2020 Super Bowl Ads: The Communications PerspectiveI love football and I love the Super Bowl.

Even if my team doesn’t play. 

The sports lover in me comes for the football.

The communicator in me is intrigued by the ads.

It’s a win-win. 

So obviously this week we asked our community their thoughts on the winners, losers, and what-the-heckers of this year’s Super Bowl ads. 

You can see all the Super Bowl Ads HERE for reference. 

Mr. Peanut and Baby Nut Super Bowl Ad. What the Nut?

Just because one baby character is a hit, doesn’t mean people have room in their hearts for more.

It doesn’t work that way.

It’s not like Baby Yoda gave everyone baby fever and so now all the baby things are in high demand. No. 

Baby Yoda is in demand and why would you want #babynut when you could have Baby Yoda. 

Travis Claytor: “Is #babynut the best hashtag they could come up with for the campaign? Just sayin’…”

Also, did no one—not one person—in that creative meeting have the same 13-year old sense of humor I do and ponder about all the jokes #babynut hashtag might provoke?

Because if so, I’m sad for those folks. 

Baby Nut Has Great Influencers Helping Out

What I DO appreciate about this Super Bowl ad is the great job with cross-brand and cross channel engagement in a very PESO model-esque effort.

From Mr. Clean to Kool-Aid Man, the way they looped in a lot of storylines made it feel very all-encompassing and collaborative. 

But then Planters decided to go all spammy on us, and recently got cracked down on by Twitter for creating accounts that violated its rule against accounts that “artificially amplify or suppress information or engage in behavior that manipulates or disrupts people’s experience on Twitter.”

Basically, they created a bunch of sister accounts to amplify content and promote endless #BabyNut memes. 

So there’s that. 

It’s like they wanted to do the Game of Thrones transmedia thing but failed, and so then they just tried to do the Star Wars Baby Yoda thing.

Overall, this was a commercial ad geeks break apart and go nutty for (get it? nutty!) but probably falls short for consumers. 

But I might be wrong.

Maybe millions of people went to the store Monday morning as a tribute to Baby Nut, and Planters were cleaned out of grocery stores nationwide.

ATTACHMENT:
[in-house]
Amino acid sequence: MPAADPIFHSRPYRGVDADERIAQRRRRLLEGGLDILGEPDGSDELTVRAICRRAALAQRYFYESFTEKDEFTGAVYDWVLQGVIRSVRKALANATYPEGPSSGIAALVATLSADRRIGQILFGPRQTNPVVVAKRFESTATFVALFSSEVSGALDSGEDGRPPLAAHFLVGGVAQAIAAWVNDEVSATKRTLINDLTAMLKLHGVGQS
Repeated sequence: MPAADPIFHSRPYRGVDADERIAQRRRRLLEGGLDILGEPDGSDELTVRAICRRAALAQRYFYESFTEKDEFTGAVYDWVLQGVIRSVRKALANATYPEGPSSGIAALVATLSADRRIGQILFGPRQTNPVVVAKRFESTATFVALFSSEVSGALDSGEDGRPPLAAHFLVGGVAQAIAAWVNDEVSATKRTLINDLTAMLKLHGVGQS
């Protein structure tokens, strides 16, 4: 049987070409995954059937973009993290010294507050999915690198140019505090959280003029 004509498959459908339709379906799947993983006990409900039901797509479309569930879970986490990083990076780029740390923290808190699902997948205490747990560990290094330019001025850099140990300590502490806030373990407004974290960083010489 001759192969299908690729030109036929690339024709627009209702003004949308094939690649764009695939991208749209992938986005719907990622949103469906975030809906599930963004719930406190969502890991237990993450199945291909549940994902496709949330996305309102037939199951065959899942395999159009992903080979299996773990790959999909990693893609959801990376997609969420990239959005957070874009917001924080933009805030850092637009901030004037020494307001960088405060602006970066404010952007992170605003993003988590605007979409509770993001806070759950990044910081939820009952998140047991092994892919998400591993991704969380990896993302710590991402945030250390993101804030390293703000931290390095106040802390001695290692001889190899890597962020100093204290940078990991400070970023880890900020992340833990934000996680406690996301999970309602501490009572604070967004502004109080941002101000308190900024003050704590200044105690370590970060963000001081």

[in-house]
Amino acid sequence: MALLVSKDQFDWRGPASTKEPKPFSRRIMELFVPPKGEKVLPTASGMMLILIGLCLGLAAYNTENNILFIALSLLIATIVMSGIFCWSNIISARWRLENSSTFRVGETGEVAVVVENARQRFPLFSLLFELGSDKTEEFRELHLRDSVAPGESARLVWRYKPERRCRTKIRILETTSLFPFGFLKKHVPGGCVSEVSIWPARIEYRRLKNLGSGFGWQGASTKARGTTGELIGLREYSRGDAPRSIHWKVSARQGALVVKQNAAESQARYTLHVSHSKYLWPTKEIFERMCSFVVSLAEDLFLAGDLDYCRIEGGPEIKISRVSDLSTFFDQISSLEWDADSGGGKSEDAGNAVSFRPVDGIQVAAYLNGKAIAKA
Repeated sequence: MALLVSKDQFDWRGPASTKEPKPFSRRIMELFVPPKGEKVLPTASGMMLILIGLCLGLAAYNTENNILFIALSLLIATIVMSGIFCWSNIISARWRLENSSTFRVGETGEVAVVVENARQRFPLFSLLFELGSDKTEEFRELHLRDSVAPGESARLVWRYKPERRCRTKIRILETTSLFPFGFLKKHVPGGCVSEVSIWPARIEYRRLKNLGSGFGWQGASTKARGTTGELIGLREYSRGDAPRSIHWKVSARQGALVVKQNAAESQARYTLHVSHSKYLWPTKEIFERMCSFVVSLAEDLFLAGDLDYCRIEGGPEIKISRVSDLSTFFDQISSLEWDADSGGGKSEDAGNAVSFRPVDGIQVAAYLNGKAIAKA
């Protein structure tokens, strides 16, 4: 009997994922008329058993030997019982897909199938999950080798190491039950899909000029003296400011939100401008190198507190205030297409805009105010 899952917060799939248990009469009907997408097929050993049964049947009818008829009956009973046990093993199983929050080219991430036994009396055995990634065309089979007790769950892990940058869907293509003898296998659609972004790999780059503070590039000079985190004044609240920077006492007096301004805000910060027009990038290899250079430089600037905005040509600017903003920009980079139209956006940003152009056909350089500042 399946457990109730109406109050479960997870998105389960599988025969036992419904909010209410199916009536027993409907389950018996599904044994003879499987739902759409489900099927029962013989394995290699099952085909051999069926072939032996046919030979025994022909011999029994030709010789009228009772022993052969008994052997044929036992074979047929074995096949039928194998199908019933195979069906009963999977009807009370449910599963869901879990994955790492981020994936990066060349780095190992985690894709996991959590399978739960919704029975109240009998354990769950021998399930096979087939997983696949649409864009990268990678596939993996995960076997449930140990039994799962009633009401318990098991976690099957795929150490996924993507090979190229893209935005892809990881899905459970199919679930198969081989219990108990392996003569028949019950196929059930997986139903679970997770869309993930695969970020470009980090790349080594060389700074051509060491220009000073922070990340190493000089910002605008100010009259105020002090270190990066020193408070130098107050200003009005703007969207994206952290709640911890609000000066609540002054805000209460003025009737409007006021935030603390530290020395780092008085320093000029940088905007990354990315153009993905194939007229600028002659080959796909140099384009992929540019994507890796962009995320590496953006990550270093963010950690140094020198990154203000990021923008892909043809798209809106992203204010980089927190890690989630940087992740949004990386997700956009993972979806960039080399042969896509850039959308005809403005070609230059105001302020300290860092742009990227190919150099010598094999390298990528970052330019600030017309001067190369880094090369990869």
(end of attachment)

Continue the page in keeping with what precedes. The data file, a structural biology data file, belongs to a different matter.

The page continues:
Regardless, it will be interesting to see what’s next for the #BabyNut. 

Google My Heart

The Google Super Bowl ad was this year’s most controversial spot.

Some, like Kevin Mercuri, loved it:

Google’s ‘how to not forget’ ad was the winner in terms of sheer emotionality. I was sitting in a sports bar and the ad made the crowd go quiet…then more than a few fans were seen wiping away a tear.

Others, like Jeremy Bednarski, hated it:

I hated the Google ad. Effective emotional storytelling, but they just want more people to give them more information that they can monetize.

And many of us, like Gini Dietrich, loved to hate it or hated to love it, or just didn’t know what to do with our feelings:

The Google ad made me cry. I do not want to cry watching a commercial!

Which raises the question: Do you really want to make people cry during the Super Bowl?

What happened to the good old days of  “I’m going to Disney World!”

Emotional Storytelling for the Right Reasons?

Emotional storytelling only works if it feels authentic.

The big struggle with the Google Ad is, while it tugs a heartstring (win), it also made people question their intentions (fail). 

Sandy Malloy found it to be more emotional manipulation than emotional storytelling:

I’m one of the few who found the Google ad kind of creepy instead of tear-jerking. Maybe it’s the fact that tech has a record of being condescending, at best, to older people and now they’re getting all sentimental about grandpa? Or the fact that they hint at memory loss and Google making things all better? (Nice try.) Someone who writes for The Athletic had a funny crack about the most sentimental part being where they share your data with advertisers…So I guess I am not alone in my hard-heartedness. I was much more moved by Katie Sowers’ ad for Microsoft because it seemed so real, and truly inspiring.

Many others echoed this feeling. And Tori Herbert asked an interesting and important question:

Would it have been better if the Alzheimers Association did something like this? I really don’t know.

Because the storyteller does matter in storytelling.

And so does context. 

Last note on this.

I also wonder if your suspicion around this commercial mattered based on your generation.

Based on our comfort levels with the data-sharing economy?

Which is something to think about across the board. 

Beer Me

Beer Super Bowl ads always loom large and this year was no different.